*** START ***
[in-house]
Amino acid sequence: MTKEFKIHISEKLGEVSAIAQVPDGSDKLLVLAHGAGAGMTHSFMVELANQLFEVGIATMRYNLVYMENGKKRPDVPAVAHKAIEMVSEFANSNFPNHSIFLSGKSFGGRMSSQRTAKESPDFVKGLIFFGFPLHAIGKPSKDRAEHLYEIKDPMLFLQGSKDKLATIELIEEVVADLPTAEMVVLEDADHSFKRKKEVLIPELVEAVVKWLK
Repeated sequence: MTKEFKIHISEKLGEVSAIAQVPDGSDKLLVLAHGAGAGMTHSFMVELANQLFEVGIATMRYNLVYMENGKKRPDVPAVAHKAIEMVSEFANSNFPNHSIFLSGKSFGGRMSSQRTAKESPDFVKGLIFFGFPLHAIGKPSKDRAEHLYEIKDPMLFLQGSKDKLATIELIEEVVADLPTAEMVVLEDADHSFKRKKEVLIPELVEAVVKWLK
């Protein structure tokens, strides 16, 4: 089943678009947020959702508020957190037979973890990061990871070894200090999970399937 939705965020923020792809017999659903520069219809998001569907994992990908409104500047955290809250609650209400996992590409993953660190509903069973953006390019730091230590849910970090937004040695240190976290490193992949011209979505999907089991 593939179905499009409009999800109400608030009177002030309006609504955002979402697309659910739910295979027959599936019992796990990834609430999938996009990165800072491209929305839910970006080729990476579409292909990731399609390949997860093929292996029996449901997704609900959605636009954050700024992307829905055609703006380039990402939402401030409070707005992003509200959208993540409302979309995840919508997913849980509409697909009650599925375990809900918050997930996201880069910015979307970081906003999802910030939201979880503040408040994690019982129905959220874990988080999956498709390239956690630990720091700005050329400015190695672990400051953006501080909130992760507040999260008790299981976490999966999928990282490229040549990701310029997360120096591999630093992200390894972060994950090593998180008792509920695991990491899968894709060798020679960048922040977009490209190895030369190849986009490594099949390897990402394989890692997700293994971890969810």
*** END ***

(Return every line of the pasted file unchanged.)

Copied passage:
[in-house]
Amino acid sequence: MTKEFKIHISEKLGEVSAIAQVPDGSDKLLVLAHGAGAGMTHSFMVELANQLFEVGIATMRYNLVYMENGKKRPDVPAVAHKAIEMVSEFANSNFPNHSIFLSGKSFGGRMSSQRTAKESPDFVKGLIFFGFPLHAIGKPSKDRAEHLYEIKDPMLFLQGSKDKLATIELIEEVVADLPTAEMVVLEDADHSFKRKKEVLIPELVEAVVKWLK
Repeated sequence: MTKEFKIHISEKLGEVSAIAQVPDGSDKLLVLAHGAGAGMTHSFMVELANQLFEVGIATMRYNLVYMENGKKRPDVPAVAHKAIEMVSEFANSNFPNHSIFLSGKSFGGRMSSQRTAKESPDFVKGLIFFGFPLHAIGKPSKDRAEHLYEIKDPMLFLQGSKDKLATIELIEEVVADLPTAEMVVLEDADHSFKRKKEVLIPELVEAVVKWLK
């Protein structure tokens, strides 16, 4: 089943678009947020959702508020957190037979973890990061990871070894200090999970399937 939705965020923020792809017999659903520069219809998001569907994992990908409104500047955290809250609650209400996992590409993953660190509903069973953006390019730091230590849910970090937004040695240190976290490193992949011209979505999907089991 593939179905499009409009999800109400608030009177002030309006609504955002979402697309659910739910295979027959599936019992796990990834609430999938996009990165800072491209929305839910970006080729990476579409292909990731399609390949997860093929292996029996449901997704609900959605636009954050700024992307829905055609703006380039990402939402401030409070707005992003509200959208993540409302979309995840919508997913849980509409697909009650599925375990809900918050997930996201880069910015979307970081906003999802910030939201979880503040408040994690019982129905959220874990988080999956498709390239956690630990720091700005050329400015190695672990400051953006501080909130992760507040999260008790299981976490999966999928990282490229040549990701310029997360120096591999630093992200390894972060994950090593998180008792509920695991990491899968894709060798020679960048922040977009490209190895030369190849986009490594099949390897990402394989890692997700293994971890969810």